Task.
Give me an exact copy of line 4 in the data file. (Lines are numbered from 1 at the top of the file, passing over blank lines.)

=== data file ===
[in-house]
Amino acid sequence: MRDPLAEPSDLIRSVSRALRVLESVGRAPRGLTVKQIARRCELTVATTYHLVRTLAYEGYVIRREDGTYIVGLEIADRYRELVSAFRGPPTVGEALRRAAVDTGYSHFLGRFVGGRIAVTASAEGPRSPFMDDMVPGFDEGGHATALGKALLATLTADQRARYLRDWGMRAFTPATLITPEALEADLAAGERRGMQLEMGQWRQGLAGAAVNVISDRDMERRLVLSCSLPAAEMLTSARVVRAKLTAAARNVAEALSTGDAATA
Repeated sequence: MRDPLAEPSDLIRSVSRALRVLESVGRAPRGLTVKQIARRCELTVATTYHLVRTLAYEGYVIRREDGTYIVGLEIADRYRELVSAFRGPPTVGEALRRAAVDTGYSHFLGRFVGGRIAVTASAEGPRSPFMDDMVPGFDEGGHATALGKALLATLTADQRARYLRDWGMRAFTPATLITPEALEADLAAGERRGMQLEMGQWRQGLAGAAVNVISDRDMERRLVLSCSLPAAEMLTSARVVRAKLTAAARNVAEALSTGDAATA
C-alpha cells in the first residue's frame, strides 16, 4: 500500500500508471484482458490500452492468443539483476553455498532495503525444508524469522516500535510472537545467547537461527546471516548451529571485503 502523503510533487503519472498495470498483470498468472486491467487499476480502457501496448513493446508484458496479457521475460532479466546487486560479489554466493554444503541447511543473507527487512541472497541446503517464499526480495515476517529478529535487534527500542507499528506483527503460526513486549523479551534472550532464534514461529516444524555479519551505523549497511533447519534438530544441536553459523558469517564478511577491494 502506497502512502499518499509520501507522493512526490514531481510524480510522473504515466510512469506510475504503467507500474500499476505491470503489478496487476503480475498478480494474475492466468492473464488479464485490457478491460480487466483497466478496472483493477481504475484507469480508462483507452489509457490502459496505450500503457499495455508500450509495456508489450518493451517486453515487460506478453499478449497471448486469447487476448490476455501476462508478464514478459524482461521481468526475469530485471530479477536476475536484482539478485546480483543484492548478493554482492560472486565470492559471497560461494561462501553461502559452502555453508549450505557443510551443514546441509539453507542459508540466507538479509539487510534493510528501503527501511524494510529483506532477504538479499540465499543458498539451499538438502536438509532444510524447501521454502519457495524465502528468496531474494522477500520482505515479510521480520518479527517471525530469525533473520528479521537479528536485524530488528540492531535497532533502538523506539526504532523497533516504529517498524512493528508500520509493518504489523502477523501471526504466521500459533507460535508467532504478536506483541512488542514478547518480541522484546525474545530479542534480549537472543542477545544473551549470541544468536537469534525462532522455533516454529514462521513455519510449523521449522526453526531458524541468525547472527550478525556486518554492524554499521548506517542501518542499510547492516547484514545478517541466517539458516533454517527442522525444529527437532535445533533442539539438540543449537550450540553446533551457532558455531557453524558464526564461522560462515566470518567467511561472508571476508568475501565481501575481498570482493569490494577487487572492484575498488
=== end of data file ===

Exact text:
C-alpha cells in the first residue's frame, strides 16, 4: 500500500500508471484482458490500452492468443539483476553455498532495503525444508524469522516500535510472537545467547537461527546471516548451529571485503 502523503510533487503519472498495470498483470498468472486491467487499476480502457501496448513493446508484458496479457521475460532479466546487486560479489554466493554444503541447511543473507527487512541472497541446503517464499526480495515476517529478529535487534527500542507499528506483527503460526513486549523479551534472550532464534514461529516444524555479519551505523549497511533447519534438530544441536553459523558469517564478511577491494 502506497502512502499518499509520501507522493512526490514531481510524480510522473504515466510512469506510475504503467507500474500499476505491470503489478496487476503480475498478480494474475492466468492473464488479464485490457478491460480487466483497466478496472483493477481504475484507469480508462483507452489509457490502459496505450500503457499495455508500450509495456508489450518493451517486453515487460506478453499478449497471448486469447487476448490476455501476462508478464514478459524482461521481468526475469530485471530479477536476475536484482539478485546480483543484492548478493554482492560472486565470492559471497560461494561462501553461502559452502555453508549450505557443510551443514546441509539453507542459508540466507538479509539487510534493510528501503527501511524494510529483506532477504538479499540465499543458498539451499538438502536438509532444510524447501521454502519457495524465502528468496531474494522477500520482505515479510521480520518479527517471525530469525533473520528479521537479528536485524530488528540492531535497532533502538523506539526504532523497533516504529517498524512493528508500520509493518504489523502477523501471526504466521500459533507460535508467532504478536506483541512488542514478547518480541522484546525474545530479542534480549537472543542477545544473551549470541544468536537469534525462532522455533516454529514462521513455519510449523521449522526453526531458524541468525547472527550478525556486518554492524554499521548506517542501518542499510547492516547484514545478517541466517539458516533454517527442522525444529527437532535445533533442539539438540543449537550450540553446533551457532558455531557453524558464526564461522560462515566470518567467511561472508571476508568475501565481501575481498570482493569490494577487487572492484575498488